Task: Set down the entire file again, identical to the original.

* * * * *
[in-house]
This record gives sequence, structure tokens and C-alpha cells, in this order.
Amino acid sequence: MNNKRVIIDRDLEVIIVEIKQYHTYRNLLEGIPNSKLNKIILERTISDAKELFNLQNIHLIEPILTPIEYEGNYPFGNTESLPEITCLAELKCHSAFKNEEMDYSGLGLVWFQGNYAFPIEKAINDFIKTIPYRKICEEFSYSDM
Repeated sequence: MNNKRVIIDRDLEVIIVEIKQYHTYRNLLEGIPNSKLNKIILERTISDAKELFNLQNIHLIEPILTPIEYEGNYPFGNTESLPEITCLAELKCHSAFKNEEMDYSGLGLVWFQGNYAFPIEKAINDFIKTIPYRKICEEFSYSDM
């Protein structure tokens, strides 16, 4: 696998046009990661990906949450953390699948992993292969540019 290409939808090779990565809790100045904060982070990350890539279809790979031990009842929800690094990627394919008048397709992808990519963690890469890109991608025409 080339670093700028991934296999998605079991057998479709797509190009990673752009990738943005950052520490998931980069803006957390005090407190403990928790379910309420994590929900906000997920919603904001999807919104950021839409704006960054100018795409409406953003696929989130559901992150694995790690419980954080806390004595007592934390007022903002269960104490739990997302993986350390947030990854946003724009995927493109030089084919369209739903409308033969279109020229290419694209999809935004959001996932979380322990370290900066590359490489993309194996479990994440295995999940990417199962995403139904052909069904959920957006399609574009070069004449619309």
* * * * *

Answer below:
[in-house]
This record gives sequence, structure tokens and C-alpha cells, in this order.
Amino acid sequence: MNNKRVIIDRDLEVIIVEIKQYHTYRNLLEGIPNSKLNKIILERTISDAKELFNLQNIHLIEPILTPIEYEGNYPFGNTESLPEITCLAELKCHSAFKNEEMDYSGLGLVWFQGNYAFPIEKAINDFIKTIPYRKICEEFSYSDM
Repeated sequence: MNNKRVIIDRDLEVIIVEIKQYHTYRNLLEGIPNSKLNKIILERTISDAKELFNLQNIHLIEPILTPIEYEGNYPFGNTESLPEITCLAELKCHSAFKNEEMDYSGLGLVWFQGNYAFPIEKAINDFIKTIPYRKICEEFSYSDM
């Protein structure tokens, strides 16, 4: 696998046009990661990906949450953390699948992993292969540019 290409939808090779990565809790100045904060982070990350890539279809790979031990009842929800690094990627394919008048397709992808990519963690890469890109991608025409 080339670093700028991934296999998605079991057998479709797509190009990673752009990738943005950052520490998931980069803006957390005090407190403990928790379910309420994590929900906000997920919603904001999807919104950021839409704006960054100018795409409406953003696929989130559901992150694995790690419980954080806390004595007592934390007022903002269960104490739990997302993986350390947030990854946003724009995927493109030089084919369209739903409308033969279109020229290419694209999809935004959001996932979380322990370290900066590359490489993309194996479990994440295995999940990417199962995403139904052909069904959920957006399609574009070069004449619309």